She decided to meet the voices.
Most people hear the ocean when they press a seashell to their ear, but she heard the water-logged lungs of the dead as they burbled and groaned. There was always something trickling from their bloated tongues.
As a young girl, she would listen to their restless murmurs as they slipped between the bristles of her hairbrush and echoed through the silver enclosure of her compact. The application of make-up became unbearable. If the wrong choice of lipstick shade was chosen, she was obligated to speak on behalf of a murdered child drowned one hundred years prior to her own birth. Her reflection in the mirror would often cast a ghost image.
“My name is Bea,” moist lips no longer her own confessed. “And I hate the sea.”
She was raised on the ocean’s edge. Her father had acquired a small home once owned by a fisherman’s widow. The view from her bay window was of white-capped waves and massive rocks worn smooth by countless millennia of unrelenting breakers. Yet her ears were at constant diversion. Piercing that powdered coast was thousands upon thousands of black seashells whispering from darkness.
“Audra,” one particular clam hissed. “We know you hear us.”
She drew the curtains closed and ignored their casual use of her name.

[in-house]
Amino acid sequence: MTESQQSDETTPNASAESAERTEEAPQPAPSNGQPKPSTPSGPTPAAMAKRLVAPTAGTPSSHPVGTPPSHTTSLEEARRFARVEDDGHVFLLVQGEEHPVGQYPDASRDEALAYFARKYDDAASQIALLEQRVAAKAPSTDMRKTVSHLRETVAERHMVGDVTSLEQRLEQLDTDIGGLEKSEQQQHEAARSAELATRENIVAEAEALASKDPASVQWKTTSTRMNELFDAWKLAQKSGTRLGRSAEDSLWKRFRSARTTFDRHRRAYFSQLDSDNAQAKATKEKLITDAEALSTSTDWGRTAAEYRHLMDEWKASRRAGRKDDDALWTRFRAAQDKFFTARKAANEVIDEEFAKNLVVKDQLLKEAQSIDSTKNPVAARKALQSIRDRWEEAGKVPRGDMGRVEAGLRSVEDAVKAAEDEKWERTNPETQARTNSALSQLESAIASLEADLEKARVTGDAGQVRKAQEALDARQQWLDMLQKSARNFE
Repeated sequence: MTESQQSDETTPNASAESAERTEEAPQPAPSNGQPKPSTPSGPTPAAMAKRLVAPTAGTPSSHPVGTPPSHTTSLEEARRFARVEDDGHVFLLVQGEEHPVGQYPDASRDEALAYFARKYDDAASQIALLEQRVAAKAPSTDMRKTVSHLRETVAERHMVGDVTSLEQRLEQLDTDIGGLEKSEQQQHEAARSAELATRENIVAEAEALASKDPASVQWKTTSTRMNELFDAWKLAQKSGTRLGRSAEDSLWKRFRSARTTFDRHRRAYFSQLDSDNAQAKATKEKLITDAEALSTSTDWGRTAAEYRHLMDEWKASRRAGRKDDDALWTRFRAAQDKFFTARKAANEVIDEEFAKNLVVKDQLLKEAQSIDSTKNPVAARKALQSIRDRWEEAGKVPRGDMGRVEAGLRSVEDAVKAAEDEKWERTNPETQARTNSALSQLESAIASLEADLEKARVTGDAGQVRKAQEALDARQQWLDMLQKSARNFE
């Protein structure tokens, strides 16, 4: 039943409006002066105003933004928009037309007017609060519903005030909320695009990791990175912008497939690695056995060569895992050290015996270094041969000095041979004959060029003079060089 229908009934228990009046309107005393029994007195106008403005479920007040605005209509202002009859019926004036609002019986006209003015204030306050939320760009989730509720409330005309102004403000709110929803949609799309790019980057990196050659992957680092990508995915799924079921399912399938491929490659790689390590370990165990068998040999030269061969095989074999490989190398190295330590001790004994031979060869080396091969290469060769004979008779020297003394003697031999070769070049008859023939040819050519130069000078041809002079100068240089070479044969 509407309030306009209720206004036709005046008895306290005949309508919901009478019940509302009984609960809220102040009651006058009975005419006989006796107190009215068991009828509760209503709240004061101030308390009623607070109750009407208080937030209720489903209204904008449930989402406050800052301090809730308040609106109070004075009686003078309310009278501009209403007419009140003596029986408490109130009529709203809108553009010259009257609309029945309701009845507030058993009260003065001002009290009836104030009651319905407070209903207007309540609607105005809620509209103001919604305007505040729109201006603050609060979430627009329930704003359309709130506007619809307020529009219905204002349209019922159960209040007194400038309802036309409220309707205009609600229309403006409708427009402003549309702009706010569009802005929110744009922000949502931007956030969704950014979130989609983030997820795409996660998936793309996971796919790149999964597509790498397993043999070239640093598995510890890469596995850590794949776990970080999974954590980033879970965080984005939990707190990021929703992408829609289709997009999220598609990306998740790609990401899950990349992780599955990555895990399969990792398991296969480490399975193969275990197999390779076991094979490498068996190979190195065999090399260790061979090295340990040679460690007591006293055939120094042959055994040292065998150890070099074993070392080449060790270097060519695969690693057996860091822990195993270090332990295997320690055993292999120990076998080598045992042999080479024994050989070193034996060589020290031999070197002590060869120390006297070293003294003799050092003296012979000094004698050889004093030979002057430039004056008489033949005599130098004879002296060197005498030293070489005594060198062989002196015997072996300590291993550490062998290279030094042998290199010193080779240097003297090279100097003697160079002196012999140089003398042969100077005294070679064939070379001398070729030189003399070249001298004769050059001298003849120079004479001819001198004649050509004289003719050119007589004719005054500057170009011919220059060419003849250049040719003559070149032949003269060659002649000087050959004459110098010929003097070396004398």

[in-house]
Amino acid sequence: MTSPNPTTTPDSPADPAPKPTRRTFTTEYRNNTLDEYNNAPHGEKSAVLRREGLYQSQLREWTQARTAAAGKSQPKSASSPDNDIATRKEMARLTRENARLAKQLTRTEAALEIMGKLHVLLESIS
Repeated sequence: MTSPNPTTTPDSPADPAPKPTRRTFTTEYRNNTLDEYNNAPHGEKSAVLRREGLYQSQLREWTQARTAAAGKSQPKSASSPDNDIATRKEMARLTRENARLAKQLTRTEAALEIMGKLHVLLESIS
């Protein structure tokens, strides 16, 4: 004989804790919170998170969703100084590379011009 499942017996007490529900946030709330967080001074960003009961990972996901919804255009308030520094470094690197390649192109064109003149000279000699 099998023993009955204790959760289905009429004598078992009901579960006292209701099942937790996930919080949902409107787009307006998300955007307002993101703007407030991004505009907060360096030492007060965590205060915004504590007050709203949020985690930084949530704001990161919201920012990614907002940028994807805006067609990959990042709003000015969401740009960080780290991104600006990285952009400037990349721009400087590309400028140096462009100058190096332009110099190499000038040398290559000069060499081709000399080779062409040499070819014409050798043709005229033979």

“Taste my sweet drink,” dripped a sultry voice, swollen with seawater.
Her father was concerned. “A woman washed up on the shore this morning. And I don’t want you going down there to see her,” he warned.
“Because she has your color hair, and you know you’ll only see yourself in her place.”
Of course, she had to go. The unfortunate woman’s red hair was tangled with strands of seaweed, small fish, and urchins. The flesh of her distended belly was pinched closed by the tattered shreds of her blue dress. The locals had encircled her body and were engaged in quiet conversations.
The dead woman simply blinked her milky-white eyes at Audra. “The ocean needs you,” she sighed.
Audra took a step back and realized no one else could hear the voice.
“I need you, Audra,” she continued, and her lips began to bubble and foam. “Come closer,” she begged. “Come closer.”
She ran screaming from the dunes. The locals believed her hysterics were proof of madness. Every coastal town has a lady of the water, some sea hag to frighten the children at campfire tales, and she became the town’s elected witch.
She never married. And after the death of her father, she resided alone in her home, as did the widow before her.
We must all face the inevitable outcome of our own rotted skins.
The widow had thrown herself from the cliffs and was drowned in the ocean depths. She was pleased when Audra asked her why.
“Because we all return to the water, dear,” she breathed through lungs filled with mud and sand.
Audra shook her head, pulled the seashell away from her ear, and dropped it at the shore.
The ocean welcomed her.
Angel Zapata was born in NYC, but currently resides just outside of Augusta, Georgia. His flash fiction has appeared or is forthcoming in Microhorror.com, ShadeWorks, AlienSkin and Anotherealm. He is husband to his lovely wife of two years and is also father of four hyperkinetic boys obsessed with all things ninja.